Crinodendron has a beautiful summer blooming that’s a true enchantment in gardens.
Key Crinodendron facts
Name – Crinodendron hookerianum
Family – Elaeocarpaceae
Type – shrub
Height – 6-32 feet (2-10 m) (variety)
Exposure – part sun, sun
Soil: rich enough – Foliage: evergreen – Flowering: late spring to mid-summer
- Read also: Abutilon, the other lantern tree
Caring for this plant, from planting to pruning, will increase growth of your crinodendron and appearance of flowers.
Crinodendron loves sun-covered spots, but it doesn’t like it when it gets too hot. In that case, favor part sun.
It is best to plant in spring because the crinodendron is vulnerable to strong frost spells.
- A young specimen will be even more vulnerable, which is why it’s better to plant specimens that have already grown somewhat.
For areas that have a rather mild winter, you can plant in fall.
- Refer to our guidelines for planting shrubs.
Crinodendron in pots
For Crinodendron grown in pots or garden boxes, remember to bring it under shelter in winter, especially if temperatures routinely fall below 23°F (-5°C).
Indeed, under 23°F (-5°C), crinodendron probably won’t survive.
- Prepare a blend with two parts soil mix and one part heath.
- Prune your potted crinodendron every year at the end of winter before bringing it back out.
Pruning and caring for crinodendron
It isn’t necessary to prune the plant. Nonetheless, if you wish to balance the shape or reduce the size of its branches, wait for blooming to be over.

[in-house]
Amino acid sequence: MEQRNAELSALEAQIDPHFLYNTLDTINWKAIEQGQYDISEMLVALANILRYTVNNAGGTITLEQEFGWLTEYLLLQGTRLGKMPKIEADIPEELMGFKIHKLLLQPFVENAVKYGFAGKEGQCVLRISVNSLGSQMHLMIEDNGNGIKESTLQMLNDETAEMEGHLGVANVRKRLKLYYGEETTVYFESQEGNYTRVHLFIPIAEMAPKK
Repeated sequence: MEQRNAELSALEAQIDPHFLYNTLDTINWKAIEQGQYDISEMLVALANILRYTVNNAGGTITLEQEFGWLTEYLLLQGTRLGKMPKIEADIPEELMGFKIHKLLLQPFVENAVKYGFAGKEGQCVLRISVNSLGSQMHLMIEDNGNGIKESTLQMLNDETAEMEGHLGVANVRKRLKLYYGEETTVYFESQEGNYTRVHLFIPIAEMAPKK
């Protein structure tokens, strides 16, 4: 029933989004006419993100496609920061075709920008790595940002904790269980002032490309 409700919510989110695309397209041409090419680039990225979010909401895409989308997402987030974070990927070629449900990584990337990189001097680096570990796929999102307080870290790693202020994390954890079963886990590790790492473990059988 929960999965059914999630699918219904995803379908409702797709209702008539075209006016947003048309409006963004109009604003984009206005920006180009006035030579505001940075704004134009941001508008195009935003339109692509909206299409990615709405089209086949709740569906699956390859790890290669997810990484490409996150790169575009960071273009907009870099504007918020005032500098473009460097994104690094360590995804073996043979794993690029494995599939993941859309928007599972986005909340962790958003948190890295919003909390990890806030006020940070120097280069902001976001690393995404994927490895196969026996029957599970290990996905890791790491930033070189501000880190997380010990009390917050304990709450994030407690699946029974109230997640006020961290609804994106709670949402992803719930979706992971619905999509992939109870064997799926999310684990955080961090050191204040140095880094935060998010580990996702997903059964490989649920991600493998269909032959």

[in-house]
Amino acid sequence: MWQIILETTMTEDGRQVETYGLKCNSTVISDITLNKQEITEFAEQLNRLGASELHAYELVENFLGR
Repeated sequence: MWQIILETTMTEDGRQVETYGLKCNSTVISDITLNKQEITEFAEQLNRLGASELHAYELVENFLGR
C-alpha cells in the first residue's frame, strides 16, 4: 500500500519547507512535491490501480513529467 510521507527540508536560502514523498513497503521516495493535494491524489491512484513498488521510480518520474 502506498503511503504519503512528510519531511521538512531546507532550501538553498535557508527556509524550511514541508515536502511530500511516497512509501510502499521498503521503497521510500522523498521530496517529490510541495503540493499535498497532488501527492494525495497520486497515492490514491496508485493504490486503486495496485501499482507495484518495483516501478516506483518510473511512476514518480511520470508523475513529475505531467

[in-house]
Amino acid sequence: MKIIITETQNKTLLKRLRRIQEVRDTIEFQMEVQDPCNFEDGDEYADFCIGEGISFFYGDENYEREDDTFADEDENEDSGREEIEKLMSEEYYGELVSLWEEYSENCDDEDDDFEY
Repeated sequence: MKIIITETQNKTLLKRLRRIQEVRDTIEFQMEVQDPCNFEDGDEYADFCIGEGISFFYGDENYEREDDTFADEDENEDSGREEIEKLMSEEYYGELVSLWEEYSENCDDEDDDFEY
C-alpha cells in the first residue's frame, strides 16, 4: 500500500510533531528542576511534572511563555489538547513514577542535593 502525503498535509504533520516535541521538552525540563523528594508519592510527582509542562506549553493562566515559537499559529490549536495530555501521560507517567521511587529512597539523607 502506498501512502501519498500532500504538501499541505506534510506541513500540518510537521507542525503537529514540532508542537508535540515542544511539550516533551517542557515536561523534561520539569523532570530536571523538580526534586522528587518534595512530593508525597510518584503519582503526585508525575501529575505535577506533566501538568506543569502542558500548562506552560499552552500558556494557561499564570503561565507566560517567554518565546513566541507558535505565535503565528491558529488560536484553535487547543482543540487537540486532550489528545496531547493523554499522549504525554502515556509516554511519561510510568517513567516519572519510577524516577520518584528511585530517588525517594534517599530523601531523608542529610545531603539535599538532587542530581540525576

Water regularly as it flowers, but not too much and possibly provide organic fertilizer to stimulate the opening of cute flowers.
Learn more about crinodendron
A very beautiful shrub native to Latin America, crinodendron bears magnificent and unique fuchsia pink flowers.
In Chili, it’s also called the Lantern tree; that’s where the common name comes from.
Its bushy bearing, long thin leaves and lantern-shaped flowers make it a very ornamental shrub.
Abundant blooms appear from late spring to almost the end of summer. In certain climates it can even start mid-spring (April) and end in early fall (September).
Quite a hardy fellow, it can survive freezing very well, easily coping with temperatures as low as 14°F (-10°C).
Leafage is somewhat thick and leathery, like many other heath plants like azalea, camellia and rhododendron. And in the same vein, its growth is generally considered rather slow.
Smart tip about crinodendron
Use organic products that don’t destroy the environment. For example, to get rid of pests or fertilize the soil, check out easy-to-make fermented teas
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